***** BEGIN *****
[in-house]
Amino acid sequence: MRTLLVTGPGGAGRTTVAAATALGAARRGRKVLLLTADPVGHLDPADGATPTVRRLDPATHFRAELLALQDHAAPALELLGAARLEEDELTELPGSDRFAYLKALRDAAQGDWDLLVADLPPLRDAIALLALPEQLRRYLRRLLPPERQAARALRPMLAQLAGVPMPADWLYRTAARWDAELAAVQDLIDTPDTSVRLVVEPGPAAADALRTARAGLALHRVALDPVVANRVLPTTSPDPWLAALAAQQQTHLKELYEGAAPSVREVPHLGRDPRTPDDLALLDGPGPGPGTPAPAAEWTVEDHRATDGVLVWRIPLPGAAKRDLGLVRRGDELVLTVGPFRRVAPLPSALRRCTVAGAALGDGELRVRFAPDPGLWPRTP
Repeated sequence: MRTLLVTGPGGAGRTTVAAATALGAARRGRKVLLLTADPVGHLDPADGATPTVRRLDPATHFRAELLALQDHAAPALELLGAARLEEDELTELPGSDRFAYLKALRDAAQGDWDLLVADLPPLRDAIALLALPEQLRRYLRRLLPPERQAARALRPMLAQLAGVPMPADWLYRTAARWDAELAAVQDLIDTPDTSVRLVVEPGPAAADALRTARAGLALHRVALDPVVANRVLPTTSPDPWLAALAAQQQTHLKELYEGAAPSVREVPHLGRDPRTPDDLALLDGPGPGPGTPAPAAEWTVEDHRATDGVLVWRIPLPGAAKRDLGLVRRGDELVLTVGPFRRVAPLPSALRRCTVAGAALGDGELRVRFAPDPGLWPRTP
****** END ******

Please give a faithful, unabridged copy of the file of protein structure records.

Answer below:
[in-house]
Amino acid sequence: MRTLLVTGPGGAGRTTVAAATALGAARRGRKVLLLTADPVGHLDPADGATPTVRRLDPATHFRAELLALQDHAAPALELLGAARLEEDELTELPGSDRFAYLKALRDAAQGDWDLLVADLPPLRDAIALLALPEQLRRYLRRLLPPERQAARALRPMLAQLAGVPMPADWLYRTAARWDAELAAVQDLIDTPDTSVRLVVEPGPAAADALRTARAGLALHRVALDPVVANRVLPTTSPDPWLAALAAQQQTHLKELYEGAAPSVREVPHLGRDPRTPDDLALLDGPGPGPGTPAPAAEWTVEDHRATDGVLVWRIPLPGAAKRDLGLVRRGDELVLTVGPFRRVAPLPSALRRCTVAGAALGDGELRVRFAPDPGLWPRTP
Repeated sequence: MRTLLVTGPGGAGRTTVAAATALGAARRGRKVLLLTADPVGHLDPADGATPTVRRLDPATHFRAELLALQDHAAPALELLGAARLEEDELTELPGSDRFAYLKALRDAAQGDWDLLVADLPPLRDAIALLALPEQLRRYLRRLLPPERQAARALRPMLAQLAGVPMPADWLYRTAARWDAELAAVQDLIDTPDTSVRLVVEPGPAAADALRTARAGLALHRVALDPVVANRVLPTTSPDPWLAALAAQQQTHLKELYEGAAPSVREVPHLGRDPRTPDDLALLDGPGPGPGTPAPAAEWTVEDHRATDGVLVWRIPLPGAAKRDLGLVRRGDELVLTVGPFRRVAPLPSALRRCTVAGAALGDGELRVRFAPDPGLWPRTP